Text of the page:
In fact, though, the factories, for all their ills, represented a step up for the working poor. The alternative was a life of equally long hours and backbreaking physical labour on the land in rain, sleet, snow or baking heat, a life made worse by the certainty of periodic crop failure, starvation and disease. The poor were not forced into urban factories: rather, they knew (in the words of William Barnes's poem) that they could 'make money faster, in the air of darkened towns' and that Linden Lea was not the rural idyll that it was painted. It was, of course, a revolution, an industrial revolution, in which things changed rapidly: with shoddy, functional buildings thrown up with little knowledge or understanding of the social consequences. How could anyone know? But before long, standards improved, hygiene and sanitation became standard, and the wealth generated by the new industries allowed even the poorest to rise out of the 'Dickensian' world.

Mandatory parenting needs assessment – ASBOs

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Daft Regulation of the Month

ASBOs provide "the last opportunity for young people to mend their ways before entering the criminal justice system. Parenting orders can be attached to ASBOs but the take up is
low and the ASBO breach rate for young people is 64%." In other words, two thirds of ASBOs definitely don't work. Correlation between a lack of further offences and fewer ASBOs does not prove that the ASBOs work, only that some kids don't get caught again or the authorities can't be bothered with another ASBO. So it's likely that 80% of ASBOs don't work.

Home Office remedial action? More of the same. They make no attempt to discover why ASBOs don't work or find a better solution to teenage misbehaviour. Their answer is this regulation which requires a "Mandatory parenting needs assessment." In other words, a council official will turn up at the naughty teenager's home and explain to mum and dad how the local agencies will identify their failings. This should be welcome news in most run down estates, but that is as far as it goes. There is nothing in this regulation on how these needs would be fulfilled once assessed? What happens if, as seems likely, the parents don't want to have their habits changed by the visiting do-gooders?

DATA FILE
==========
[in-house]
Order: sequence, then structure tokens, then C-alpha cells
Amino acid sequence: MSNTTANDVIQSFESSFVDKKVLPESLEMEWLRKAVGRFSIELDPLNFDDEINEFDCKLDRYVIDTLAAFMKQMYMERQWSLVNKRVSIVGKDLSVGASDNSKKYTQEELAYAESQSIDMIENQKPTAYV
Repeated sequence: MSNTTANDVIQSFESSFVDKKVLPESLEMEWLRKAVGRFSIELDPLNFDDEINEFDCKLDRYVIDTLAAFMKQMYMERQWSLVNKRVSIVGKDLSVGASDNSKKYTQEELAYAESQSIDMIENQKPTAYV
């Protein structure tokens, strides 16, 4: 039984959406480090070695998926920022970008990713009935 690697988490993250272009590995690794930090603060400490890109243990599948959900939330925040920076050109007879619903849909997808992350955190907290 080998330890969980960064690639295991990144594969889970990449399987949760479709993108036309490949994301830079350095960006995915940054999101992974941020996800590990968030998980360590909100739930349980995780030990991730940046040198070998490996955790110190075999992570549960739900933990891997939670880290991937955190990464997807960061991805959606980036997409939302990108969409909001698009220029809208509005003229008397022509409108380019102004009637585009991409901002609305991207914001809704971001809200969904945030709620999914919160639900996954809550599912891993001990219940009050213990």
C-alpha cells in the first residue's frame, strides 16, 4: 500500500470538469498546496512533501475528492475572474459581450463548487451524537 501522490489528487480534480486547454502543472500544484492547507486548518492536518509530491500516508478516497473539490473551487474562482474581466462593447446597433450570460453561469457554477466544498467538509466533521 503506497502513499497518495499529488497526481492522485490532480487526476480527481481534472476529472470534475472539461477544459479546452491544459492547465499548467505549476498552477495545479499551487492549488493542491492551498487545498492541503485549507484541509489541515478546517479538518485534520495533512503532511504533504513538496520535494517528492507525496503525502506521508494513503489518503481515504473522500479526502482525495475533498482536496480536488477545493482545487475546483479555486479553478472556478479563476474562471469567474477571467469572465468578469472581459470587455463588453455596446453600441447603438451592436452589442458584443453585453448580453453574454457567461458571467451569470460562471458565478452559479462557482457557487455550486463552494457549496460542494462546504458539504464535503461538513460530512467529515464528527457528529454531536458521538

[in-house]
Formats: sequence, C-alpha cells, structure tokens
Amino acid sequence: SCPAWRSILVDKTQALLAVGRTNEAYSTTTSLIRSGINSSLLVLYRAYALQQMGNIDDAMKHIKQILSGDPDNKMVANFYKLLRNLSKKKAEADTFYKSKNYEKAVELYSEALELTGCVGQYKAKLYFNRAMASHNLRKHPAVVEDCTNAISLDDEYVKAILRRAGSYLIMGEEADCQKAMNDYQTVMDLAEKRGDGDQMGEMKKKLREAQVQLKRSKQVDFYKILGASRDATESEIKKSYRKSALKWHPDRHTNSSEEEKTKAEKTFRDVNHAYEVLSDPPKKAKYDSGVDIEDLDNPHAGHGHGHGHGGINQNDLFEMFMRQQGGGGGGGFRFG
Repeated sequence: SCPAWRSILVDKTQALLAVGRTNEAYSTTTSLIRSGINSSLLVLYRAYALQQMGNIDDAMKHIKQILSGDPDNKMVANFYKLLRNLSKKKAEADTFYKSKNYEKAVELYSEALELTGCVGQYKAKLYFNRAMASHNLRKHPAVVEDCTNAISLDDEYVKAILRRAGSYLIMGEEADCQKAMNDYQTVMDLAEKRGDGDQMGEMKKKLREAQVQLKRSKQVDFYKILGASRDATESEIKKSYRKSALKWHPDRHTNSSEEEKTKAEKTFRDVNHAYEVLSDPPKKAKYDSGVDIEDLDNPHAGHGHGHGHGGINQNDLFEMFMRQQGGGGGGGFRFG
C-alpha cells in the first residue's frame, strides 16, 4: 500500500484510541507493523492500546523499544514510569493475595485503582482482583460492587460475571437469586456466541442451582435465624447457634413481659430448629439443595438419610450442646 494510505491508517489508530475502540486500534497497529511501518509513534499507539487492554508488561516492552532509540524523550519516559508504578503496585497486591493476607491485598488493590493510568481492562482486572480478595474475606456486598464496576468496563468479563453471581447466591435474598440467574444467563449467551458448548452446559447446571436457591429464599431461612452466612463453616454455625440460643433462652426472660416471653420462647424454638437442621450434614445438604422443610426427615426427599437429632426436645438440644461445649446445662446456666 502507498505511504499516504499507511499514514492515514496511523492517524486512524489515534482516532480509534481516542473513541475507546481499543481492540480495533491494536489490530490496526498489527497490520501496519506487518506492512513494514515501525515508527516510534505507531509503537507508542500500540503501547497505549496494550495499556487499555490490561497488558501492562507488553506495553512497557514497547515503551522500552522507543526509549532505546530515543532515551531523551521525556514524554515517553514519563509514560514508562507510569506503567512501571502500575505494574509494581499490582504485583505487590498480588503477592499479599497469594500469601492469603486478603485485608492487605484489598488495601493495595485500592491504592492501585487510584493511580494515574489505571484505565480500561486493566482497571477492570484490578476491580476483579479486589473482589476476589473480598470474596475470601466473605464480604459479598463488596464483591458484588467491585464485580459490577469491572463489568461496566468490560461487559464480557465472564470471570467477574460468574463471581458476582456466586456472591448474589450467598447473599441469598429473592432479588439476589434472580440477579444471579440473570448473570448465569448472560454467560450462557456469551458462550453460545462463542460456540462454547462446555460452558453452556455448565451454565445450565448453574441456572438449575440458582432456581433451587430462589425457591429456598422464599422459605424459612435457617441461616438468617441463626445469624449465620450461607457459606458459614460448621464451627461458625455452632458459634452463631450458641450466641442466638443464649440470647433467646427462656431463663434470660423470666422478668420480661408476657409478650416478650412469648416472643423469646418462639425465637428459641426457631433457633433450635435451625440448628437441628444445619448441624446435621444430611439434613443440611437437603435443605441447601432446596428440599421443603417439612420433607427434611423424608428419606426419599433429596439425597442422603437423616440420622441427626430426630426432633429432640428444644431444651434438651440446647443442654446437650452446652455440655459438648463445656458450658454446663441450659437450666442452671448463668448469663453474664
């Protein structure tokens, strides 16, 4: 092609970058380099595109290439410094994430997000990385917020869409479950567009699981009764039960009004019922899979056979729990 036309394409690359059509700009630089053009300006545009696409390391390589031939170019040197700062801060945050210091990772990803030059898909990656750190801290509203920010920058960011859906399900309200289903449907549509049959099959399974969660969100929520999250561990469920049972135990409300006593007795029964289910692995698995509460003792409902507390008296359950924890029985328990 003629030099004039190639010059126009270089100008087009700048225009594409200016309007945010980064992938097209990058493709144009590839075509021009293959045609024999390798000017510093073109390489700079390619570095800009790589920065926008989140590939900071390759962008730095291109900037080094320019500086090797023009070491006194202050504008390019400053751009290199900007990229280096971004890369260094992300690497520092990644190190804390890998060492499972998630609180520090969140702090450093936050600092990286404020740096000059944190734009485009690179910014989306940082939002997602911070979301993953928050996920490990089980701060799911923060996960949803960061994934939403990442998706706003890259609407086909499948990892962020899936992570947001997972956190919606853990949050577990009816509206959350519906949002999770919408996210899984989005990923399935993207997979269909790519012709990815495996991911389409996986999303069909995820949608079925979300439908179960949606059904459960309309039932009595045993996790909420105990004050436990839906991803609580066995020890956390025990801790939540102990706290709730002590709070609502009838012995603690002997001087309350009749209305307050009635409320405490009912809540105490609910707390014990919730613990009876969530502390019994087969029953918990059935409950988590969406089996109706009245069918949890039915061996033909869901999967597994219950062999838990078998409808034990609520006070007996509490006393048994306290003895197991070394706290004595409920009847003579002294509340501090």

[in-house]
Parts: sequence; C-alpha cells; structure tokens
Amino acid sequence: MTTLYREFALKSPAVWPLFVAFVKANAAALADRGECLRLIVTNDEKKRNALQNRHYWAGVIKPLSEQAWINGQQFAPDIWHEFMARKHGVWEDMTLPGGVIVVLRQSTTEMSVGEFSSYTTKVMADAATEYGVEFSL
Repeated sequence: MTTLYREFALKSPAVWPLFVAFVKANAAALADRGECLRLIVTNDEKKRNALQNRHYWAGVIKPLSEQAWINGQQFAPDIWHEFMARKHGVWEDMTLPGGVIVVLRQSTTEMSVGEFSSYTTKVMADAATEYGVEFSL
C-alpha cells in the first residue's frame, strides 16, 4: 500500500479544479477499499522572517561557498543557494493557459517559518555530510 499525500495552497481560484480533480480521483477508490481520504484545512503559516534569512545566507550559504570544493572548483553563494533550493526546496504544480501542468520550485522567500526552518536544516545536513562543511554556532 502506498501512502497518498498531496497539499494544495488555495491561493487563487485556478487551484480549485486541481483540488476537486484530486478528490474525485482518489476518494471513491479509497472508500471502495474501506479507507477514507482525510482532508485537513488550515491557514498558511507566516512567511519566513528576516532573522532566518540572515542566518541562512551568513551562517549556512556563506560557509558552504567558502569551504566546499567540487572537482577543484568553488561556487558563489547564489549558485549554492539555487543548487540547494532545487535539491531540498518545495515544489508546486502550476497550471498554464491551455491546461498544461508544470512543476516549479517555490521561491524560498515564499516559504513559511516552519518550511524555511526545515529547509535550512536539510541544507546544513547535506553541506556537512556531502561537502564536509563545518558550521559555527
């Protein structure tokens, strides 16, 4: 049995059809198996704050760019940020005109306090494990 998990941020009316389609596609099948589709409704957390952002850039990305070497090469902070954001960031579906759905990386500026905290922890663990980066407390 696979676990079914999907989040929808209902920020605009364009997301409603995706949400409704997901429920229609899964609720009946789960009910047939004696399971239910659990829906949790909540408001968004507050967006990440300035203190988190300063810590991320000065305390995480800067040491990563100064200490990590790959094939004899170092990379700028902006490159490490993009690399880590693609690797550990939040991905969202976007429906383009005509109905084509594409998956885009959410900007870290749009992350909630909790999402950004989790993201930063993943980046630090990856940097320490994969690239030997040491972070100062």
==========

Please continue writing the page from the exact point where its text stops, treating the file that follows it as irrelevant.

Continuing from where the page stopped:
Being imaginative people, the Home Office considered three options to deal with this unruly teenager problem: do nothing; require parenting needs assessment through "non-statutory guidance"; or make it mandatory for the agency concerned. Apparently this third option is "is the only one that will ensure compliance". The implementation date is after Royal Assent (amazing!) and the Home Office states that the costs and benefits are "unknown". "Parenting assessments should ......theoretically lead to fewer ASBO breaches if parents are better equipped to care for their children." The Home Office suggests that a reduction in ASBOs would be an indicator of success. It might also be an indicator that everyone considers them to be a waste of time. Was this stupid regulation tested in a small part of the country? Of course not. There were no "specific impact tests".

This blog is part of the ongoing series: Daft regulation of the month. The first port of call for any government that is really committed to cutting useless red tape. Click here to find out more.

It's amazing how stupid politicians can be, isn't it?

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I think we all know that I'm slightly out of step with many of you: I think climate change is happening and that we ought to do something about it. However, when I watch the politicians stumbling in the dark as they attempt to do something I'm quickly reminded that it's normal for the political process to produce something which is worse than doing nothing.